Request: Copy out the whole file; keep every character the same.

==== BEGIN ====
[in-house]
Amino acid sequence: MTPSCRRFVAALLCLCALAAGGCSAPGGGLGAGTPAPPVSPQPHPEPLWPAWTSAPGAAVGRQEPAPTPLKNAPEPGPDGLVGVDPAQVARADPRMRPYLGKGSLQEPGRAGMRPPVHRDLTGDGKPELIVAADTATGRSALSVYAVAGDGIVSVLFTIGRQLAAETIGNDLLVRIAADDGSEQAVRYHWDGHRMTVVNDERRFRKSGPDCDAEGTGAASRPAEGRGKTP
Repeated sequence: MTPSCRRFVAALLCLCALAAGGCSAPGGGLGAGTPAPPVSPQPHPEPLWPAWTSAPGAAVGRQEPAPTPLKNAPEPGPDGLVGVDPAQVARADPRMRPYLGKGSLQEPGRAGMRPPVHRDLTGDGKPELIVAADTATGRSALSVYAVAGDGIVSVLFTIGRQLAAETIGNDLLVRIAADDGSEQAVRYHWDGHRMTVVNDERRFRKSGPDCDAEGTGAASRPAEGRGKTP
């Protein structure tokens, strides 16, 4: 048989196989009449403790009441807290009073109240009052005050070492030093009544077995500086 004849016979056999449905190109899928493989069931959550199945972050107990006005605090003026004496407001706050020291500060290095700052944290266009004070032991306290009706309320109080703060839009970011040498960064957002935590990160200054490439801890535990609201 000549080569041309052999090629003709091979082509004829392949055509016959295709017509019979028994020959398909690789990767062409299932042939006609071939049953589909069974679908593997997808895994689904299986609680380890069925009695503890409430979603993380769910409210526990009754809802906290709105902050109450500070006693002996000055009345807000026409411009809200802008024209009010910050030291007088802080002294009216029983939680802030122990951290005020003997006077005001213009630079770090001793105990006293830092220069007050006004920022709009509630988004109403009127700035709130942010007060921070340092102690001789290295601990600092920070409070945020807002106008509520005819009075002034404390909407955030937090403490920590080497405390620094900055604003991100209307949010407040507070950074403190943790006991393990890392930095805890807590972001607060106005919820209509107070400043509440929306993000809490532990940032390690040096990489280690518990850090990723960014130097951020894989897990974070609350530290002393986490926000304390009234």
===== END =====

[in-house]
Amino acid sequence: MTPSCRRFVAALLCLCALAAGGCSAPGGGLGAGTPAPPVSPQPHPEPLWPAWTSAPGAAVGRQEPAPTPLKNAPEPGPDGLVGVDPAQVARADPRMRPYLGKGSLQEPGRAGMRPPVHRDLTGDGKPELIVAADTATGRSALSVYAVAGDGIVSVLFTIGRQLAAETIGNDLLVRIAADDGSEQAVRYHWDGHRMTVVNDERRFRKSGPDCDAEGTGAASRPAEGRGKTP
Repeated sequence: MTPSCRRFVAALLCLCALAAGGCSAPGGGLGAGTPAPPVSPQPHPEPLWPAWTSAPGAAVGRQEPAPTPLKNAPEPGPDGLVGVDPAQVARADPRMRPYLGKGSLQEPGRAGMRPPVHRDLTGDGKPELIVAADTATGRSALSVYAVAGDGIVSVLFTIGRQLAAETIGNDLLVRIAADDGSEQAVRYHWDGHRMTVVNDERRFRKSGPDCDAEGTGAASRPAEGRGKTP
């Protein structure tokens, strides 16, 4: 048989196989009449403790009441807290009073109240009052005050070492030093009544077995500086 004849016979056999449905190109899928493989069931959550199945972050107990006005605090003026004496407001706050020291500060290095700052944290266009004070032991306290009706309320109080703060839009970011040498960064957002935590990160200054490439801890535990609201 000549080569041309052999090629003709091979082509004829392949055509016959295709017509019979028994020959398909690789990767062409299932042939006609071939049953589909069974679908593997997808895994689904299986609680380890069925009695503890409430979603993380769910409210526990009754809802906290709105902050109450500070006693002996000055009345807000026409411009809200802008024209009010910050030291007088802080002294009216029983939680802030122990951290005020003997006077005001213009630079770090001793105990006293830092220069007050006004920022709009509630988004109403009127700035709130942010007060921070340092102690001789290295601990600092920070409070945020807002106008509520005819009075002034404390909407955030937090403490920590080497405390620094900055604003991100209307949010407040507070950074403190943790006991393990890392930095805890807590972001607060106005919820209509107070400043509440929306993000809490532990940032390690040096990489280690518990850090990723960014130097951020894989897990974070609350530290002393986490926000304390009234």